From Esquire, by Jack Holmes:
“To be an American is to know that when you venture outside, you have a better chance than the citizen of any other country in the developed world of being shot by a complete and total stranger who has easy access to incredibly powerful weaponry.”
Think about that.
From Esquire, by Jack Holmes:
Other countries have people who suffer from mental illness. Other countries have racists and white supremacists. But only the United States of America has these mass shootings all the time, like a drumbeat in our collective consciousness. According to the Gun Violence Archive, which classifies a mass shooting as an event where four or more people are injured, there have been 255 in America this year. It’s the guns, and it’s about time for Objective Journalists to say so.
The time for Listening to Both Sides Until We Move On Without Doing Anything is over. What is the Republican Party’s solution to the gun violence epidemic? They talk about mental health, then attempt—by any means necessary—to strip millions of people of their healthcare. Right now, more than 20 Republican attorneys general are suing to abolish the Affordable Care Act, threatening the health insurance of 20 million Americans and the pre-existing conditions coverage of 50 million more. Will that help with mental health?
All the coverage of these events and the discussions that follow should reflect this reality. One political party wants to institute modest reforms to the ways Americans can acquire weapons and which weapons they can acquire. The other side seems to believe the current system is working perfectly, and has offered zero solutions. The president has come out for background checks—the absolute fucking minimum measure, which he’s motioned towards before and is attempting to tie to “immigration reform,” a surefire way to kill it—but Mitch McConnell is holed up in Kentucky and will probably never put the bill the House passed five months ago up for a vote in the Senate. Unless, of course, this reality was represented in the Very Objective Journalist Zone. Do not ask questions of fact and pretend you don’t know the answer. You can’t climb the stairs if you continually pretend the first step isn’t there.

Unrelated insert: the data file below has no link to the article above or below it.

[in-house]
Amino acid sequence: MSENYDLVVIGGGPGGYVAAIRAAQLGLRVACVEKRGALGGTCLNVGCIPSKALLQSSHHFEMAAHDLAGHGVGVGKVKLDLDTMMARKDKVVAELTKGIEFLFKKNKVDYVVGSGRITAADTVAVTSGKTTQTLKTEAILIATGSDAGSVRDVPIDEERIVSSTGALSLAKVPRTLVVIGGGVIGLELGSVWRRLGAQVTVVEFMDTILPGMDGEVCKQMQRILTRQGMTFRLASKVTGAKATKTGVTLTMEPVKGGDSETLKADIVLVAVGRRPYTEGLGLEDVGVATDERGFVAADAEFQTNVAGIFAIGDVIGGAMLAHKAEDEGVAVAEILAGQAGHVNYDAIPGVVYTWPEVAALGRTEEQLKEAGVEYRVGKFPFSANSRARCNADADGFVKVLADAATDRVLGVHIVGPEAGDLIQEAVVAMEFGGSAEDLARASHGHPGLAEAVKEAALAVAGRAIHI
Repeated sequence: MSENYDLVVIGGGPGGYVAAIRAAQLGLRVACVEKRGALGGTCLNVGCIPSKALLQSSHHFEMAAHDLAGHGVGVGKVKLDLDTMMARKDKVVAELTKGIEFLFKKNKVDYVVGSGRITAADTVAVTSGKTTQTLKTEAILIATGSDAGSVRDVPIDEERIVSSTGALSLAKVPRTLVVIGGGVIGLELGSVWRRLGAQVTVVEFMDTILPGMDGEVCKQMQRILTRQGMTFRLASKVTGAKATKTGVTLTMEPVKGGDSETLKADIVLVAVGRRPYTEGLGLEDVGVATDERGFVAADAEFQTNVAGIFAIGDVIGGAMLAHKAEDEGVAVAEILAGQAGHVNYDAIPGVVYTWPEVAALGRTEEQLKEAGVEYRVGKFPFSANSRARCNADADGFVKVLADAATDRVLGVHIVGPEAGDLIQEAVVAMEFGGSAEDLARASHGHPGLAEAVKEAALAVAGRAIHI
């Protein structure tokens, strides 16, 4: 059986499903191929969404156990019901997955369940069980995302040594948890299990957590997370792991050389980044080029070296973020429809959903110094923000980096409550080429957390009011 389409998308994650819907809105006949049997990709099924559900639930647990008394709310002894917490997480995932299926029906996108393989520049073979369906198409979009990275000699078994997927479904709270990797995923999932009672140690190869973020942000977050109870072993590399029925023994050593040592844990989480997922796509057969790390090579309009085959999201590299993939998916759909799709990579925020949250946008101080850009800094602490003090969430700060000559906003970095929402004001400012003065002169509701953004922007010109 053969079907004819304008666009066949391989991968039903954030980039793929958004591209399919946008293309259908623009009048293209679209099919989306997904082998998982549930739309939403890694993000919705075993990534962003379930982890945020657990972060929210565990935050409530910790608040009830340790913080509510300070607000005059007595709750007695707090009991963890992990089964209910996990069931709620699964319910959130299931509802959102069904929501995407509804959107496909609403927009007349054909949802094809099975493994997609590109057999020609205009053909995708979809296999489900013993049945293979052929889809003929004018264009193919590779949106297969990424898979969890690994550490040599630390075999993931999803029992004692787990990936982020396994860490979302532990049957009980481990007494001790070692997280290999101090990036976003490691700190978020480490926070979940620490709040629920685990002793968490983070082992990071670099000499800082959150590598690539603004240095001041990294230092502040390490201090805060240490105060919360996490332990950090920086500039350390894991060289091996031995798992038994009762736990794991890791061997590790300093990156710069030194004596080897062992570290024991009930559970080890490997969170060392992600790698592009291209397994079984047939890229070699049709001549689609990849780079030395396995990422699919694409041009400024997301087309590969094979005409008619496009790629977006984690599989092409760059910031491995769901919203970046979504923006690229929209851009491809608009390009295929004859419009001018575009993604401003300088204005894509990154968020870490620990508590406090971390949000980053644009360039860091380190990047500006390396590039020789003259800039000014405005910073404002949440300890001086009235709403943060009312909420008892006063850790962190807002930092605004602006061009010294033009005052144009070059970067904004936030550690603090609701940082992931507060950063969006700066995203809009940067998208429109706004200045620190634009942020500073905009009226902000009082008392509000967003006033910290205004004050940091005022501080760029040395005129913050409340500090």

From The Hill:
“‘As far as the caravan is concerned, our military is out. We have about 5,000. We’ll go up to anywhere between 10 and 15,000 military personnel on top of Border Patrol, [Immigration and Customs Enforcement] and everybody else at the border,’ the president told reporters on the South Lawn.”
Where is the outrage, people? Why hasn’t Gov. Greg Abbott mobilized the Texas State Guard to keep an eye on these dangerous troops like he did before?
Huh? Huh? Huh?
This is the jacket Melania Trump wore when she traveled to Texas to meet with immigrant children detained in a shelter. She changed into something less tone-deaf when she actually visited them.
Her press secretary said that there was “no hidden message” involved here.
I’ll say. It’s right out there in the open. Maybe Melania is the only truth teller in the family.